My husband is an aspie. He's very sweet and deep and perfect ^^, but he is always stressed (especially when he has to interract with others or when je gets out of his daily routine), and he has depression and anxiety tendencies.
Do you have any ideas how can i help him in order to be less stressed?
An aspie is the same as a PNT in this respect. Avoid triggers of stress and engage in the stress reduction activities he enjoys when possible. For example, I go running, have a massage, have an aromatherapy bath.
As the saying goes, if you've met one autistic, you've met one autistic. Like our PNT counterparts, we all have different likes and dislikes.
i guess one way, if you're not already doing it, is to ask him "what would make this bearable?" if there is an unbearable or anxiety inducing situation. Not to indulge him but to see if there is one thing that would really help or de-stress. For example, if I'm going somewhere where there will be a lot of people, I need an escape route or a time when it's acceptable to leave. Or to explore a place on google maps before actually going there.
Thank you for sharing this with us. I'm sorry to hear that your husband can suffer with these tendencies. Your husband may find the following link useful from the NAS website on coping with anxiety and stress as an adult with autism:
I hope this helps,
you are right. so I should insist more on the things that distress him. sometimes it is difficult because we have a child and there are things that must be done tha cannot be avoided. i'l try my best. thanx a lot!!
thanks a lot, <3 it seems very helpful, i will do that. if you dont mind, what do you mean by escape route?
Thanx a lot! :x
It could be a quiet place to go and shut the door if i am feeling a meltdown or anxiety attack coming on. Example - a noisy shopping precinct - where is my "quiet place". Hopefully not always the toilets, lol. In some cases it could even be an excuse to make so i can leave. Example: a work night out - how to politely make an excuse and go at 9pm for example. By thinking a little about it in advance, often I don't even need it. Just like a fire drill. Those plans might feel like a big palaver at first but soon become integrated into daily life.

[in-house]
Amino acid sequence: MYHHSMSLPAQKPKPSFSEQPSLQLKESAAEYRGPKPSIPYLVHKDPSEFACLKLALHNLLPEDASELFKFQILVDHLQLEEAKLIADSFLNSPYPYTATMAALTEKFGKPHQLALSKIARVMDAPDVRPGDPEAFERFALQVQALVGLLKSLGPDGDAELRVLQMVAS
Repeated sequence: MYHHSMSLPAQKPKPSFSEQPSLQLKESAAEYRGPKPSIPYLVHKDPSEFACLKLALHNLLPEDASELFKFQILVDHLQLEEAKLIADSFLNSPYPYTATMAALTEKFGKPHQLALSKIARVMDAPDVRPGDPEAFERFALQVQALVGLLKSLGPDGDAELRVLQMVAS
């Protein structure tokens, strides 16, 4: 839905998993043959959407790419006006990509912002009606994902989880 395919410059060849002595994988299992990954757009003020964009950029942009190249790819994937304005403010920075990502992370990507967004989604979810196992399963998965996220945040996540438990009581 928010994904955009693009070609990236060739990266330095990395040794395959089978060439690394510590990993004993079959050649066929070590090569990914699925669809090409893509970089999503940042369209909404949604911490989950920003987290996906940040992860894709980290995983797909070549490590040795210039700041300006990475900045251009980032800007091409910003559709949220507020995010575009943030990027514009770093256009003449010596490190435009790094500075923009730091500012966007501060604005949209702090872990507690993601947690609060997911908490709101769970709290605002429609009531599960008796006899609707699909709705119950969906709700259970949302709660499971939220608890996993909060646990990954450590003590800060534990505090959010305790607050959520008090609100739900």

All aspies are different but I need to know the layout of a place and make contingency plans for different scenarios. I also need to plan some alone-time if it has been busy. My husband has got used to this quite quickly.
The important thing is to ask, like coaching, help him to find the "one thing that would help", he might know it but not be aware that he does.
Doing this together will surely help, but please take care of yourself and remember that you are half of the relationship. You can even try it for your own needs to make sure his needs don't take over everything.
i am so glad i asked you ^^. you have me a lot of good ideas. bless you <3
Hi. Firstly, I think it's really cool that you're asking people like us about this.
The added problem with spectrum conditions like ours is that we're all different from each other, so no one reply is guaranteed to help. However, I can suggest a few things based on what I have learnt about myself since my diagnosis.
1 - Other people. Yeah, he probably doesn't like that much. I'm better with people I already know (but too many at once without alcohol is a no no) and there will probably be a select few he's always okay around. These are the ones he doesn't see as threatening. I myself have particular problems around people I find judgmental or overly critical. Bizarrely, I'm okay with some strangers, like a sixth sense, while others I will avoid at all costs.
2 - A lot of us are still children and always will be, in certain ways. If i had a quid for every time I was compared to Harry Enfield's Kevin before I went bald, I'd probably have a good twenty quid or so. Which, hey you know, is quite a lot when you think about it.
3- Don't take anything personally. I didn't use to understand why I just didn't want to do some things at certain times. Now I know it's because I crave solitude. I don't suffer with social withdrawal, I need it! I have to come to learn that even things I enjoy doing have a price to pay. That being recovery time. If he wants to turn in early and lie there with the duvet over his face, he's not cross with you, he's DEcharging. He may have a different technique, or if he doesn't have one yet, I recommend it, it's life changing.
Like I said, some on here will get some of what I've written and some will not get me at all. But if anything I've written helps you and your husband, then I've done my good deed for the day :)